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  38. JayMan, I need to ask something. I’ve read some things about the HBD movement. As a person who is also Black (I’m American Black though), much of what I’ve read stacks up against Blacks. I look at the concept from the perspective of a person who believes in personal responsibility, who believes that one’s own merit is suppose to be the important thing. I often question HBD because of the history of scientific racism, and people justifying cruel treatment towards people of color. I have read some of this, and this is how I look at it in a personal light: As someone who has a university degree, who isn’t involved in crime, I worry about stuff like this because there are those who will advocate making certain policies based on HBD. I have to consider that such policies would be stacked against me as a Black man, and that I would suffer. I have to ask this. In terms of HBD, what is in it for me? What would I get out of this being a Black man? How would it help me get the things I’m going after in life? How does it help me get a decent job? I ask because when reading this, I consider how this affects me. My first concern is me.

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    • Replies: @JayMan
    @mrevergreen:

    As someone who has a university degree, who isn’t involved in crime, I worry about stuff like this because there are those who will advocate making certain policies based on HBD. I have to consider that such policies would be stacked against me as a Black man, and that I would suffer. I have to ask this. In terms of HBD, what is in it for me? What would I get out of this being a Black man?
     
    Well, first things first: what you get out of it, what policies people may or may not advocate because of it, whatever views or attitudes people hold or advance has no effect on what is the key issue: whether or not it is TRUE. At the end of the day, what's true is true regardless of what we want or would hope to think. We certainly don't assess the truth of something due to its personal or societal impact.

    Now, that said, I don't really have an answer for your questions, beyond saying that I would think that having a superior understanding of the truth is usually helpful in the long run.


    How does it help me get a decent job? I ask because when reading this, I consider how this affects me. My first concern is me
     
    That reaction is perfectly understandable. But coming away from that, would you assert that we should adjust our regard of the truth of a notion based on how it stands to benefit ourselves or society, and not whether or not it is actually true, as ascertained from the evidence?
  39. @mrevergreen
    JayMan, I need to ask something. I've read some things about the HBD movement. As a person who is also Black (I'm American Black though), much of what I've read stacks up against Blacks. I look at the concept from the perspective of a person who believes in personal responsibility, who believes that one's own merit is suppose to be the important thing. I often question HBD because of the history of scientific racism, and people justifying cruel treatment towards people of color. I have read some of this, and this is how I look at it in a personal light: As someone who has a university degree, who isn't involved in crime, I worry about stuff like this because there are those who will advocate making certain policies based on HBD. I have to consider that such policies would be stacked against me as a Black man, and that I would suffer. I have to ask this. In terms of HBD, what is in it for me? What would I get out of this being a Black man? How would it help me get the things I'm going after in life? How does it help me get a decent job? I ask because when reading this, I consider how this affects me. My first concern is me.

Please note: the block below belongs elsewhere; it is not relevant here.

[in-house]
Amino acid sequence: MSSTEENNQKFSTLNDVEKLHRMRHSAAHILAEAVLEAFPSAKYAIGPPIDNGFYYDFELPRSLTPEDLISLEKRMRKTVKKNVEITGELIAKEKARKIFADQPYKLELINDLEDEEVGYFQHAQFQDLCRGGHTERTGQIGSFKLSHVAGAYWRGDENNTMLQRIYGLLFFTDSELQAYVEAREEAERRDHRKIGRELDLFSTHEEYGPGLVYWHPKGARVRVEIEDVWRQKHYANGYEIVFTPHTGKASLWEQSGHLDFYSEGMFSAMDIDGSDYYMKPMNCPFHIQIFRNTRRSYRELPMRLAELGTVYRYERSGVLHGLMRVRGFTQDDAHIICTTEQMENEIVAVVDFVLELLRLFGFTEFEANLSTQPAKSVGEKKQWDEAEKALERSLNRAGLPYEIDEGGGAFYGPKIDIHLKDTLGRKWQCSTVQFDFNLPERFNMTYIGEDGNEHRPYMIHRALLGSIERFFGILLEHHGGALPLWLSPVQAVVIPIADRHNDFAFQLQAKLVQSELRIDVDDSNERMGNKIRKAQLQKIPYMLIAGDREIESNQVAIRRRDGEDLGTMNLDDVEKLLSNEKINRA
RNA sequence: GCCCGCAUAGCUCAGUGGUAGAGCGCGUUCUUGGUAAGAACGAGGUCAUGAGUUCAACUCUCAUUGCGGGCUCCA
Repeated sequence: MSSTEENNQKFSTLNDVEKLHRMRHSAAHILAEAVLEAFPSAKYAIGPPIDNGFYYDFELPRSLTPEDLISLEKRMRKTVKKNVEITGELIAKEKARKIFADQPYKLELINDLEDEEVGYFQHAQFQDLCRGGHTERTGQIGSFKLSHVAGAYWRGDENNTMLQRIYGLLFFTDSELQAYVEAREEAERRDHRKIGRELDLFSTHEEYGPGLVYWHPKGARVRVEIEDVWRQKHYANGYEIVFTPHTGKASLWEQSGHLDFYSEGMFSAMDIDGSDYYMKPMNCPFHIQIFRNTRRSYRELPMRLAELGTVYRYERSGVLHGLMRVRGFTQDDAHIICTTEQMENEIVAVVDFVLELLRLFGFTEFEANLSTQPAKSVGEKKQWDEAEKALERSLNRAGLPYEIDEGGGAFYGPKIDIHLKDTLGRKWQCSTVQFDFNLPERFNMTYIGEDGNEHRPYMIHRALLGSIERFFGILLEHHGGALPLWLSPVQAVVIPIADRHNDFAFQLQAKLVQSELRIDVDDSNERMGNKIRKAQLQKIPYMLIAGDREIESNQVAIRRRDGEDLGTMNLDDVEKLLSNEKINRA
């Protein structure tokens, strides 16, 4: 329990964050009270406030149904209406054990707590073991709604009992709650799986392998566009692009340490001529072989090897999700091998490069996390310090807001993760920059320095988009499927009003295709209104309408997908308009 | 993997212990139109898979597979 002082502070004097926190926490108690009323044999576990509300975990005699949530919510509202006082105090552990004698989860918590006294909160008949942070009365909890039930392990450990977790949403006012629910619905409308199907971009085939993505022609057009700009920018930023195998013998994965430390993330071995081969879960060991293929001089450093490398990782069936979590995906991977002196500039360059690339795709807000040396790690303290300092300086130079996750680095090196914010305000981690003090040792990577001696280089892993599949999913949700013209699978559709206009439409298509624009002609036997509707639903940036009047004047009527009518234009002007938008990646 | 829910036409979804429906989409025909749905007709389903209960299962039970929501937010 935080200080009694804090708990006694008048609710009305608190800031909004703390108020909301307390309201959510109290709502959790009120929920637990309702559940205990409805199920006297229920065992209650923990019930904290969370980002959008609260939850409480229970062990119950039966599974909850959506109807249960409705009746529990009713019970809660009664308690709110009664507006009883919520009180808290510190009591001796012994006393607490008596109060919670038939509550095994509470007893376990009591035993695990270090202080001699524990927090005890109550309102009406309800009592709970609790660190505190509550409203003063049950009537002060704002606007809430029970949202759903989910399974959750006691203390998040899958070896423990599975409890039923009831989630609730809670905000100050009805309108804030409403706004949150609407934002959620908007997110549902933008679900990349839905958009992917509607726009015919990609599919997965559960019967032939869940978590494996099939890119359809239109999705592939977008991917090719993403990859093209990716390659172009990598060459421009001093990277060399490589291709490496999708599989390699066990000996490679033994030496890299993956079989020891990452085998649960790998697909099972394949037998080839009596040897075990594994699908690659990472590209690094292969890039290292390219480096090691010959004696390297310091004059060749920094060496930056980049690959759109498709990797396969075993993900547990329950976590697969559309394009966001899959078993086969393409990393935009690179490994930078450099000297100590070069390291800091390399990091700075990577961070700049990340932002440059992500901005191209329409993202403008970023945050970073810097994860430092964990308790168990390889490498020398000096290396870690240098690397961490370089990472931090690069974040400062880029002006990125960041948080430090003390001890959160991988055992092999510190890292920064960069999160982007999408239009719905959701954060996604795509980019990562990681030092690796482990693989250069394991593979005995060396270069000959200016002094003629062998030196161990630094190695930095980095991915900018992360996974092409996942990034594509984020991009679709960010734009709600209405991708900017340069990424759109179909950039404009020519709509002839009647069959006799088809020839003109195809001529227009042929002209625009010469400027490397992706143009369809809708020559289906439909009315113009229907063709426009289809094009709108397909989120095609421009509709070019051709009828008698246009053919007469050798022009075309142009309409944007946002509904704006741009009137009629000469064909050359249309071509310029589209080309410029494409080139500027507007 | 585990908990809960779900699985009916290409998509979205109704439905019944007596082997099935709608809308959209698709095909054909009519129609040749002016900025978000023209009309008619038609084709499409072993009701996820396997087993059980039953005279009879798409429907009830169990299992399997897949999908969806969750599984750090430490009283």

As someone who has a university degree, who isn’t involved in crime, I worry about stuff like this because there are those who will advocate making certain policies based on HBD. I have to consider that such policies would be stacked against me as a Black man, and that I would suffer. I have to ask this. In terms of HBD, what is in it for me? What would I get out of this being a Black man?

    Well, first things first: what you get out of it, what policies people may or may not advocate because of it, whatever views or attitudes people hold or advance has no effect on what is the key issue: whether or not it is TRUE. At the end of the day, what’s true is true regardless of what we want or would hope to think. We certainly don’t assess the truth of something due to its personal or societal impact.

    Now, that said, I don’t really have an answer for your questions, beyond saying that I would think that having a superior understanding of the truth is usually helpful in the long run.

    How does it help me get a decent job? I ask because when reading this, I consider how this affects me. My first concern is me

    That reaction is perfectly understandable. But coming away from that, would you assert that we should adjust our regard of the truth of a notion based on how it stands to benefit ourselves or society, and not whether or not it is actually true, as ascertained from the evidence?